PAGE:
The Child Tax Credit: Don't Make This $6 Billion Mistake

United States federal income tax return IRS 1040 documents
David Pimborough/Alamy
Everyone wants to pay as little in taxes as possible, and taking advantage of any available tax credit is one of the best ways to lower your tax bill. But before you claim a credit, you need to make sure that you're doing it correctly. Unfortunately, millions of taxpayers find the tax laws so complicated that they make costly mistakes on their tax returns and later find that they owe far more than they expected.

Last year, the federal government paid out an estimated $5.9 billion to $7.1 billion in improper child tax credit payments, according to a recent audit from the U.S. Treasury's inspector general. The audit said that although some taxpayers deliberately claimed the credit fraudulently, millions more simply made mistakes in determining their eligibility for the credit or claimed the wrong amount.

In order to keep you from making the same mistake when you file your 2014 tax return, you need to know exactly how the Child Tax Credit works. Let's take a look at the provisions of the Child Tax Credit to help you figure out whether you're eligible.

What You Need to Know About the Child Tax Credit

On its face, the credit looks as if it couldn't be simpler. It allows you to reduce your tax by $1,000 for every child you have who's 16 or younger at the end of the year. But as with any tax law, things get more complicated in a hurry.

First of all, there are tests to make sure that you're eligible to claim the Child Tax Credit: To qualify, the child must be a U.S. citizen, who has lived with you for more than half of the year, and be an eligible family member, which includes siblings, nieces, nephews and grandchildren. Legally adopted children also qualify. Also, you must provide at least half of the financial support for the child.

Income limitations can also reduce or eliminate the Child Tax Credit. For joint filers, if your adjusted gross income is more than $110,000, then your credit drops by $50 for every $1,000 you make above that amount. The similar phase-out threshold for single filers is $75,000.

A Credit by Any Other Name

But by far the most confusing thing about the Child Tax Credit is that there are actually two credits that parents can claim. The regular Child Tax Credit is what's known as a nonrefundable credit. That means that you can use it to reduce your net tax liability down to zero, but once your tax for a given year is zero, you can't use any remaining credit to get a direct refund from the IRS.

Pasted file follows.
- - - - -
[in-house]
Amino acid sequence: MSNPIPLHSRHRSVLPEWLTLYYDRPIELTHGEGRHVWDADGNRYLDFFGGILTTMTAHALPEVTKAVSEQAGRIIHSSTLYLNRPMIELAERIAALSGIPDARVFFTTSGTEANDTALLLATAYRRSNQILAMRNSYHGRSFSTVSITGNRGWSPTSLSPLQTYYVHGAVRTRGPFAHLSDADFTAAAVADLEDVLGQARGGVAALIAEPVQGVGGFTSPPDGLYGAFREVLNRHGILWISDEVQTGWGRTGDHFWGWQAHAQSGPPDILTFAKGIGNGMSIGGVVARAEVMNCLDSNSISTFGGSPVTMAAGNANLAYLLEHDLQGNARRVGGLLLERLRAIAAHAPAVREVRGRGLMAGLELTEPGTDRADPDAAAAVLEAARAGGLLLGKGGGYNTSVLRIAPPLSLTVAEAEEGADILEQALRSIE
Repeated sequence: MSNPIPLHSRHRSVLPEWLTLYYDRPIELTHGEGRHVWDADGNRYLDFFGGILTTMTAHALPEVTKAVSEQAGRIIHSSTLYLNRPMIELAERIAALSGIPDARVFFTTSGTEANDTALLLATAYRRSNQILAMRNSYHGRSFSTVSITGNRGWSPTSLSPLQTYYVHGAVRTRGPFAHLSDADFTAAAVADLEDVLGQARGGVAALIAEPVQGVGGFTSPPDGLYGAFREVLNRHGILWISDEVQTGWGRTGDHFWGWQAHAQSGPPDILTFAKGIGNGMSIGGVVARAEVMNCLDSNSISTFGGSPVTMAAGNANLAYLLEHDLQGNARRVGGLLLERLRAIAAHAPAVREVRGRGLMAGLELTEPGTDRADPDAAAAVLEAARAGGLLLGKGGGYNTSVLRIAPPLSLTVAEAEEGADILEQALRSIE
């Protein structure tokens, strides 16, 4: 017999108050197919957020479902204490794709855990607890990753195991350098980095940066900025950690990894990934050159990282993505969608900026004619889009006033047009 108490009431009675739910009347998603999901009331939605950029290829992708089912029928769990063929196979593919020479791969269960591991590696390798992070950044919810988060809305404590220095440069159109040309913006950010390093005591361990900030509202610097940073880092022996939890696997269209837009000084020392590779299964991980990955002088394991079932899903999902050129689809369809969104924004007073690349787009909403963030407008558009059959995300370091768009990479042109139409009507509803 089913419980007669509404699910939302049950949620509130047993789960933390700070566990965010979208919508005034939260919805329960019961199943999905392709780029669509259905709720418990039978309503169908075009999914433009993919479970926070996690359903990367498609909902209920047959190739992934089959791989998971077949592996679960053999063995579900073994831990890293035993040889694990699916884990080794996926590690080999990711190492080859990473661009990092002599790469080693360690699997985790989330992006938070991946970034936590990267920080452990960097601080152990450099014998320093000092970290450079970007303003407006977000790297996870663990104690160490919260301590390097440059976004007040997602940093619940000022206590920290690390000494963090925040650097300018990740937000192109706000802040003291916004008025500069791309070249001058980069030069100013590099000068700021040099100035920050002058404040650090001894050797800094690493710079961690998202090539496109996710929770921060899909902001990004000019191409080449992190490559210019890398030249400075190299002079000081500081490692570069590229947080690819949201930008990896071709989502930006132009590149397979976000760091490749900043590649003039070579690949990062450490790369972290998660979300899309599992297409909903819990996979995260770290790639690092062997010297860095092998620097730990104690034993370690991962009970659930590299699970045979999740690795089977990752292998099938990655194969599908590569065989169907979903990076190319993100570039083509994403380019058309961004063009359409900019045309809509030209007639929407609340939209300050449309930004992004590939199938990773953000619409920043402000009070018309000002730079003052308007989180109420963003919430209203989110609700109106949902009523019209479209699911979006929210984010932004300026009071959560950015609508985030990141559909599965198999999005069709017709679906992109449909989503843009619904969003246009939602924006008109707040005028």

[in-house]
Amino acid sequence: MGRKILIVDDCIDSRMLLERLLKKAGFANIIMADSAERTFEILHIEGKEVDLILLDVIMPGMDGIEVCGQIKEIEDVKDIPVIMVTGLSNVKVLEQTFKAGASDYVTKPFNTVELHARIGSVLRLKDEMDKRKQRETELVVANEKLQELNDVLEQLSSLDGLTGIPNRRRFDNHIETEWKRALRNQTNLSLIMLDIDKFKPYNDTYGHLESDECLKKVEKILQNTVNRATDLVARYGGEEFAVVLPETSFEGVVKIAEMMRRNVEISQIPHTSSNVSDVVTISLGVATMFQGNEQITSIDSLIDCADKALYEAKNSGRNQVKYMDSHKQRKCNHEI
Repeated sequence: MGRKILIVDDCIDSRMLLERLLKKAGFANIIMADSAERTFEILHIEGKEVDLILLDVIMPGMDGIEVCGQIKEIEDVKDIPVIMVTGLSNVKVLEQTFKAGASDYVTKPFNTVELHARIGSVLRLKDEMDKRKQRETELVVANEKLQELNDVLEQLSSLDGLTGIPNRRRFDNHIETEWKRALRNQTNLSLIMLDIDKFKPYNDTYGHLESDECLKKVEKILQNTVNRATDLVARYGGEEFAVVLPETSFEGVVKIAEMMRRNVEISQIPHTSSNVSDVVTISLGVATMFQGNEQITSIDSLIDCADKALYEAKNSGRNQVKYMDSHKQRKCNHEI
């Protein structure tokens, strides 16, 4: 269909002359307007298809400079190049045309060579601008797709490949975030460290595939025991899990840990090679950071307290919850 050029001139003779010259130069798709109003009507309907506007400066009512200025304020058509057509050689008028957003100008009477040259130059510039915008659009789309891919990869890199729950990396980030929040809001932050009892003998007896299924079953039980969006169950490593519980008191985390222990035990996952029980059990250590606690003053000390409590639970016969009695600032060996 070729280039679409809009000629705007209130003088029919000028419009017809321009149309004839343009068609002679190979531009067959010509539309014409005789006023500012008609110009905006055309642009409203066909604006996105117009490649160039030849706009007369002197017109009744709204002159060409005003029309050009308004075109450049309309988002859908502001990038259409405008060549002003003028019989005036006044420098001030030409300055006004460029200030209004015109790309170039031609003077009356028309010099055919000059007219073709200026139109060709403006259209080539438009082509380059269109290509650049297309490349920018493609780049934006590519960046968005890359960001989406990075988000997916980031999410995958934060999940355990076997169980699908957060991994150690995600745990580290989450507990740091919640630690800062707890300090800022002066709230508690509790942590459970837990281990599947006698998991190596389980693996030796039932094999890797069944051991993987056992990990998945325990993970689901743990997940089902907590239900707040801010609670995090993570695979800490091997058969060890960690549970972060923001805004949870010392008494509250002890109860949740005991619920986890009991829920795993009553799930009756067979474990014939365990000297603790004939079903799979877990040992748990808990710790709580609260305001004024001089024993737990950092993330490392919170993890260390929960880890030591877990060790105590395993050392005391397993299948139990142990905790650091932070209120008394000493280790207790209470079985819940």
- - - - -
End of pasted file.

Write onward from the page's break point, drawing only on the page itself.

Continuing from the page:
Because so many families were in a position where they couldn't get the full benefit of the Child Tax Credit, newer tax laws implemented the Additional Child Care Tax Credit. This second credit is refundable, meaning that you can actually get a check back from the government to claim its full benefit.

However, the rules for the Additional Child Tax Credit involve their own calculations. The same $1,000-per-child limit applies, but other limits further restrict your ability to claim a refundable credit. Specifically, as long as you have earned income from wages or salaries of more than $3,000, then you can claim up to 15 percent of the amount over $3,000 for your Additional Child Tax Credit. Those who have three or more qualifying children have the additional alternative of coordinating the credit with their Earned Income Tax Credit if it results in a larger portion of their total Child Tax Credits being refundable.

As a result, it's not surprising to discover that even law-abiding taxpayers have trouble navigating the Child Tax Credit correctly. The Inspector General concluded that further oversight from IRS officials is necessary, and given the billions of dollars involved, those efforts would likely be worth the cost. Yet none of those facts should keep you from claiming and receiving every dollar of the Child Tax Credit that you're eligible to receive. Otherwise, you could end up among the ranks of those who incorrectly choose not to get all the credits they're entitled to -- and cost yourself thousands of dollars in the process.

Motley Fool contributorDan Caplingerloves to cut his tax bill. You can follow him on Twitter@DanCaplingeror onGoogle Plus. To read about our favorite high-yielding dividend stocks for any investor, check outour free report.

Birth of a Child

The birth of a child is not just a blessed event; it's the beginning of a whole new set of tax breaks for your family. Learn how the newest addition to your family can help trim your tax bill, and how to save for your child's future in the most tax-efficient manner.

Read More

Brought to you by TurboTax.com

What is Form 8332: Release/Revocation of Release of Claim to Exemption for Child by Custodial Parent

Having custody of your child usually means you can claim that child as a dependent on your taxes. But if you don't have to file a tax return, or you reach an agreement with your child's noncustodial parent, you can let them take the child as a dependent instead with Form 8332.

Read More

Brought to you by TurboTax.com

How Does Your Charitable Giving Measure Up?

Giving is truly better than receiving, especially when your generosity can provide income tax benefits.

Read More

Brought to you by TurboTax.com

Real Estate Tax Tips: Owning Property as a Tenancy in Common

"Tenancy in common" (or TIC) refers to a situation in which ownership of a piece of property is divided among multiple people. When the owners of a piece of real estate have a tenancy in common, it can create a number of complications related to taxes.

Read More

Brought to you by TurboTax.com
Read Full Story